Bernie Sanders’ 2020 presidential campaign launched like a rocket. Within 24 hours of his official kickoff, the Vermont senator had raised a staggering $6 million, quadruple the previous known first-day record, and within a week, his campaign had signed up more than 1 million volunteers. All that excitement is already showing up in the polls, where Sanders had been running second in a still-hypothetical field for most of the past year. According to Morning Consult, which is surveying primary voters daily, Sanders picked up 6 percentage points in the past week and, as of Tuesday, clocked in at 27 percent support nationally, moving him into a statistical dead heat for first place with Joe Biden, who remains on the sidelines. Bernie’s closest declared rival, meanwhile, is Kamala Harris, who sits in a distant third place with 10 percent support.
Sanders’ impressive start would not have been possible without the foundation he laid during his insurgent challenge to Hillary Clinton in 2016. It was then that the self-styled democratic socialist amassed the network of supporters that begat last week’s initial burst of donations and volunteers. And it was then that he transformed himself from a Phish Food–flavored fringe character into a national politician with near-universal name recognition.
But unfortunately for Sanders, he’s carrying over something else from his remarkable 2016 campaign: baggage.
Over the weekend, Sanders felt compelled to make a semipublic plea for his allies to be on their best behavior during the Democratic primary, or in his words, to “engage respectively with our Democratic opponents—talking about issues we are fighting for, not about personalities or past grievances.” It served as a tacit acknowledgement of something Sanders conceded more openly in the 2016 campaign but that continues to dog him: that some of his most ardent supporters have a nasty streak that Clinton die-hards have not forgotten and the political press corps cannot get enough of. “I want to be clear that I condemn bullying and harassment of any kind and in any space,” Sanders wrote in his recent email.
The lingering bad blood between the Sanders and Clinton camps then spilled more fully into public view Monday by way of a Politico story headlined “Ex-Clinton Staffers Slam Sanders Over Private Jet Flights,” in which former Clinton staffers complained that the campaign had to pay to fly Sanders on private jets while he was stumping for Clinton in the general election. Much of the sniping was done under cover of anonymity, but the harshest words were on the record. “I’m not shocked that while thousands of volunteers braved the heat and cold to knock on doors until their fingers bled in a desperate effort to stop Donald Trump, his Royal Majesty King Bernie Sanders would only deign to leave his plush D.C. office or his brand new second home on the lake if he was flown around on a cushy private jet like a billionaire master of the universe,” said Zac Petkanas, who led Hillary’s rapid response team in 2016. Michael Briggs, Sanders’ 2016 campaign spokesman, fired back, calling Clinton’s team “total ingrates” and “some of the biggest assholes in American politics.”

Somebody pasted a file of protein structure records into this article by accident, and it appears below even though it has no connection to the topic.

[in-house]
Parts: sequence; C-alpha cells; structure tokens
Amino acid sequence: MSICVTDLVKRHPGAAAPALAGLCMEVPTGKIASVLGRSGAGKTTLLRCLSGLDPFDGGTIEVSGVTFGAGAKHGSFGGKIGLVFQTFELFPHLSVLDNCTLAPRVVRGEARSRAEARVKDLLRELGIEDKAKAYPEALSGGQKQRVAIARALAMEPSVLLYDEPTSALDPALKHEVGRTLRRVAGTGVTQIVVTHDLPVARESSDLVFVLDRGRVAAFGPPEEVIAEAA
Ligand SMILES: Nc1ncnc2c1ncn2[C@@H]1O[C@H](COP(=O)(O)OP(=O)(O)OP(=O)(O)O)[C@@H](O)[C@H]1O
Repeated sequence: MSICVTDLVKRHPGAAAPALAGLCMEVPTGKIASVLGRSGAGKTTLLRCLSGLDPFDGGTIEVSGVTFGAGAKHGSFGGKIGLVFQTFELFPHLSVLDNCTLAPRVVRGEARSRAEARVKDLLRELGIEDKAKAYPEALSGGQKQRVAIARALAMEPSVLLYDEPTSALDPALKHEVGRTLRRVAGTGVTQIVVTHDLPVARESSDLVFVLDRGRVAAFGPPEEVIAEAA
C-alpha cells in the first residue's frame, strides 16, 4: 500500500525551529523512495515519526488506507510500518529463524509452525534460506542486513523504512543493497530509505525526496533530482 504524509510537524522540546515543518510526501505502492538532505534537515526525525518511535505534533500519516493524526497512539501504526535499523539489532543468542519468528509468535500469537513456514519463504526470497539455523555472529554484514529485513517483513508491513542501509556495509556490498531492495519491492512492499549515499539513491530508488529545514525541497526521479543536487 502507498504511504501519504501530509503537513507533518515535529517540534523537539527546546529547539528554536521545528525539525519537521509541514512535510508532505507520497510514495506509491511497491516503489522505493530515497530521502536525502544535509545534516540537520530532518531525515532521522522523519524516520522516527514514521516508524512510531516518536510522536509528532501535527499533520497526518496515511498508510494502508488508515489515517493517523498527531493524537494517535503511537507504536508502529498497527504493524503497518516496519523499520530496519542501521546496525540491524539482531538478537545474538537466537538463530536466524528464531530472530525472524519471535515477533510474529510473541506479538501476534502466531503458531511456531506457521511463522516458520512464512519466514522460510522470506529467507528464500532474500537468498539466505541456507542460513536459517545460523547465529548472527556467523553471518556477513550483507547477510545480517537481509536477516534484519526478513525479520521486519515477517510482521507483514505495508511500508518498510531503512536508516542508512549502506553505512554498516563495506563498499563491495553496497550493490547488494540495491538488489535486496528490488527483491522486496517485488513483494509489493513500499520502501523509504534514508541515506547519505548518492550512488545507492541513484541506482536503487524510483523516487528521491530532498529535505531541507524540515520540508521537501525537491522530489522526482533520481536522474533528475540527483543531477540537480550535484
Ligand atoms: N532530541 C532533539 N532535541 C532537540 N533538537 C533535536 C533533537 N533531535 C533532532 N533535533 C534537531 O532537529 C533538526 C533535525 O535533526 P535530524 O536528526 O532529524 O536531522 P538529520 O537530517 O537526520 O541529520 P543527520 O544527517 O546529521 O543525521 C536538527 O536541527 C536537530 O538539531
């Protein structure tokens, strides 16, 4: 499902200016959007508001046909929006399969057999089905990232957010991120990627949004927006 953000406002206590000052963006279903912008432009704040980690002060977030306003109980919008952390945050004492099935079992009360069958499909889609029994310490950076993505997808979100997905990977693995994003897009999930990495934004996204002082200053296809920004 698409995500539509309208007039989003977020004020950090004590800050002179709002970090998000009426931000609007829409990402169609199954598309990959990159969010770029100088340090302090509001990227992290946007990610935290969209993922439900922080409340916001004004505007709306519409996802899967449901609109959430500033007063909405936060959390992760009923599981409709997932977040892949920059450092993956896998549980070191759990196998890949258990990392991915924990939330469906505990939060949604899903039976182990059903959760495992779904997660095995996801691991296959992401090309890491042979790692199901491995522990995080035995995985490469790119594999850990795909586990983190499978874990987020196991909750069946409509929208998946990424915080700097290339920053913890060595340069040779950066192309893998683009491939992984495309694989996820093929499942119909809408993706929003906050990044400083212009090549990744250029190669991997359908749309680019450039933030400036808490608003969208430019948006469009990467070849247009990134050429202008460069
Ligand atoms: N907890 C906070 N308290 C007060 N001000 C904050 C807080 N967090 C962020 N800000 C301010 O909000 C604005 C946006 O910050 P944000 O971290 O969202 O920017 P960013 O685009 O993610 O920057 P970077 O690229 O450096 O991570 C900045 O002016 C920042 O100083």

The insult-slinging was ostensibly about private jets, but in reality it was a proxy for the larger debate that continues to bubble up inside the Beltway in Year 3 of Donald Trump’s presidency—namely, how much Sanders’ primary challenge damaged Clinton’s candidacy and whether he subsequently did all he could to heal the intraparty wounds before the general election. The fact that Monday’s spat was about Sanders’ mode of travel to Clinton rallies illustrates how unproductive this feud is. It’s about whether Sanders did enough to help the first female nominee of a major party in U.S. history—not whether he helped her at all. Likewise, it calls to mind the running debate over Bernie Bros, who simultaneously exist and don’t exist in the numbers Sanders’ critics suggest: Did Bernie do enough to rein in the worst impulses of his most combative fans, and is he doing enough now? As narrow as these rifts are, they’re unlikely to ever be bridged by the two entrenched sides.
The good news for Sanders is that it’s not entirely clear that the festering 2016 resentment matters outside the Beltway. His favorability rating within the Democratic rank and file suggests the vast majority of primary voters have either forgiven, forgotten, or never noticed the rift in the first place. In the Morning Consult poll, for example, 75 percent of Democratic voters said they had a favorable opinion of Sanders, while just 15 percent said they had an unfavorable one. Those numbers are nearly as good as Biden’s (76 percent to 12 percent) and far better than every other potential rival, none of whom have faced the same kind of he’s-not-even-technically-a-Democrat complaints that get lobbed at Sanders from the party faithful.
If the old Clinton and Sanders camps continue to relitigate those old grievances, however, the squabbles could complicate Sanders’ attempts to defend himself from the more specific criticisms leveled at his first presidential campaign, which include the alleged mistreatment of female staffers and his lackluster appeals to black voters, particularly in the early nominating contests back when his leadership team was predominantly white. Sanders has taken steps to address both—he apologized to his female campaign staffers publicly, and he’s now more explicitly drawing a connection between economic inequality and racial inequality than he did in 2016—but the complaints will almost certainly re-emerge in a primary where gender, race, and identity are dominant themes. Sanders may have to lug his 2016 baggage with him into 2020, especially if a candidate of color and/or a woman emerges as his most direct challenger. The question, though, is whether his campaign will have so much momentum that he won’t feel the weight of it.